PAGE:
These are exciting times for crafters in Hong Kong! We at HmHK love to hear about what’s going on with the scene, and are very happy to spread the good news about new initiatives. Today’s blog interview is with Christina, Joanne and Shirley: the brains behind SweetP. Haven’t heard about it yet? Read on, and then go check them out! We particularly love catching a glimpse into the dynamics that individuals with different backgrounds and interests bring to creative teams. Enjoy!
HmHK: Tell us about SweetP – how would you describe it to someone if you only had a minute to chat?
SweetP is a platform for us to share our inspiration and creativity in the areas of entertaining, crafting and baking! We love doing things ourselves so why not share how we do them with others, we thought.
There’s a burgeoning D.I.Y. community in Hong Kong and we’re here to support it and make it even more accessible to the melting pot of people in Hong Kong.
HmHK: When you were a child, what did you want to be when you grew up?
CC – I wanted to be a Fashion Reporter. I used to watch Style With Elsa Klensch on CNN and told myself that I wanted to be her one day. As I interned at different companies, and explored my options further, I ended up in TV/ Entertainment then found my passion and career in Event Planning.
JG – I never had a specific dream vocation per se when I was a child, but I have always really enjoyed doing arts and crafts. I still remember as a child, I used to do all sorts of arts and crafts for fun! I’d come up with my own cartoon characters and draw little stories. I’ve made countless drawings and cards for my family, slaved over origami books to make intricate paper flowers and lanterns (failed attempts galore!), hundreds of cranes, stars and hearts, made clothes for by Barbie dolls, made magnets using glitter glue and stickers, filled my notebooks with doodles and drawings, the list goes on and on.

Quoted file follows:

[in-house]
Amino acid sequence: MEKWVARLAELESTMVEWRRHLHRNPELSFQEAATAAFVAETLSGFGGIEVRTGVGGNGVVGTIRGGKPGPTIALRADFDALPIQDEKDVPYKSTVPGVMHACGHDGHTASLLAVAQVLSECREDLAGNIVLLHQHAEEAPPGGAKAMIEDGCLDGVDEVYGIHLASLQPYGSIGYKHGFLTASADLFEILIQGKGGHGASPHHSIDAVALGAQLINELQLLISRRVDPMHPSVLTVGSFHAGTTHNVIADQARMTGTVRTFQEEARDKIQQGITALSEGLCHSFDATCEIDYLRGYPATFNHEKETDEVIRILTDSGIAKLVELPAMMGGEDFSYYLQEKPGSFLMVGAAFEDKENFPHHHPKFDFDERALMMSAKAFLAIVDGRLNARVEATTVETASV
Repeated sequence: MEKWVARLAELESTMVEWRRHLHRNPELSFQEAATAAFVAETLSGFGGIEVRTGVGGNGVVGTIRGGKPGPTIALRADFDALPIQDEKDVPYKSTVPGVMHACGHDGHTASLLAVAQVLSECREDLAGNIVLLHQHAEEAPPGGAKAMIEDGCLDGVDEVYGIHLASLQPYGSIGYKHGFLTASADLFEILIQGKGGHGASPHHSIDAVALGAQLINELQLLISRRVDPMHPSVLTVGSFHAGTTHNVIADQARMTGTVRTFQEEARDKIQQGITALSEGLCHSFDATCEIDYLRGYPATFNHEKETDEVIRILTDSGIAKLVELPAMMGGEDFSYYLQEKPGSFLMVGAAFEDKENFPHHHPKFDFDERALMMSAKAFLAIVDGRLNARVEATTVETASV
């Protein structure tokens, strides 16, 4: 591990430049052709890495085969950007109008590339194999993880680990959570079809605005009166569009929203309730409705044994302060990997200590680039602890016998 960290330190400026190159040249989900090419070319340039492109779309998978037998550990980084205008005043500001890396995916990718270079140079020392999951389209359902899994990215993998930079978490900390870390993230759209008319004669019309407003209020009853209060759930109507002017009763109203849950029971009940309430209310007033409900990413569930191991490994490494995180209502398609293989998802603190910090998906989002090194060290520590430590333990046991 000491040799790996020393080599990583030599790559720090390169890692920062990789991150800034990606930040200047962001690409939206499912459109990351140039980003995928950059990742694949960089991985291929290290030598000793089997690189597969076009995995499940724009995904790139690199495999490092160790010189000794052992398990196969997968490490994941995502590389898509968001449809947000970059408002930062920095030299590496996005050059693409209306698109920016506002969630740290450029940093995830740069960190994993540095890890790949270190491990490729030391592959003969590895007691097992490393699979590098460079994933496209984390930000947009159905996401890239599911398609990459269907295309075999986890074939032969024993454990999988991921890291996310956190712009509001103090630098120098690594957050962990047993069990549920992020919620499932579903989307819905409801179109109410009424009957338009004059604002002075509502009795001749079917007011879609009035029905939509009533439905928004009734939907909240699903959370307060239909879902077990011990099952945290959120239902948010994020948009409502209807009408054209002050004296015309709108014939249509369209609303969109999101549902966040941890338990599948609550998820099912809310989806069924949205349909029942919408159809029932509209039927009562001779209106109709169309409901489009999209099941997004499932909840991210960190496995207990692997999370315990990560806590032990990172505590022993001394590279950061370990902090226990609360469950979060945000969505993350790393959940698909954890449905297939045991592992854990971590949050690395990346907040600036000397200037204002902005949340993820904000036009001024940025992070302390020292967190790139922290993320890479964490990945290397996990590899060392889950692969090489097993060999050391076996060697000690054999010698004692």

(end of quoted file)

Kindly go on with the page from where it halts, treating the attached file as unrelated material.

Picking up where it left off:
SK- I wanted to be a lot of different things but one thing I wanted to be the most was a fashion designer. I actually drew sketches of designs I had in my mind when I was in primary school, as if I was a real fashion designer.
HmHK: Did you go to University, If so, what did you study?
CC – Yes, I studied Political Science with an emphasis on Campaign Management.
JG – This one usually comes as a shocker – I am a Master in Chemical Engineering
SK- At first I majored in finance but switched major to computer science and Japanese in my freshman year.
HmHK: What is your personal favourite craft? And how did you learn it?
CC – I love working with paper/cards/beads. At a young age, my grandmother, who was Japanese educated used to teach me how to fold origami and from there, I grew more and more interested in the endless things you can make with paper! Beading and jewelry making was just a hobby that I developed from loving to accessorize! I learned the craft from books, videos and literally dissecting my own pieces of jewelry that I bought.
JG – I enjoy drawings and illustrations the most. Like most kids, I have taken art classes when I was young, but that’s about it. I believe some skills, you are simply born and blessed with.
SK – This would have to be decorating cupcakes and cookies. This interest started when my daughter was born. I wanted to bake something cute for her every month. I have never taken any classes before. I learned everything online. Youtube has a lot of tutorials.
HmHK: What inspires you?
We do spend quite a bit of time browsing the web for ideas (Sweetpirations!), and being submerged in a materials supplies store, be it a baking tools store, a ribbons shop, or a local stationary store, also gives us countless “ah-ha!” moments. What really inspires us is what we see in this world around us day in day out. The key to inspiration is to keep an open mind and keen eyes on every day objects around us. Inspiration is everywhere we look.
HmHK: What are your thoughts on our city in relation to creativity?
Children in Hong Kong tend to have very busy schedules after school. They either meet their tutors or take other classes. There isn’t a lot of time for them to make use of their creativity. There are some great arts and crafts stores in Hong Kong but they’re located in different pockets of the city. Sham Shui Po is a great resource for craft supplies but again, it does take time to get there and to browse the countless stores along the streets.
HmHK wishes you all the best SweetP!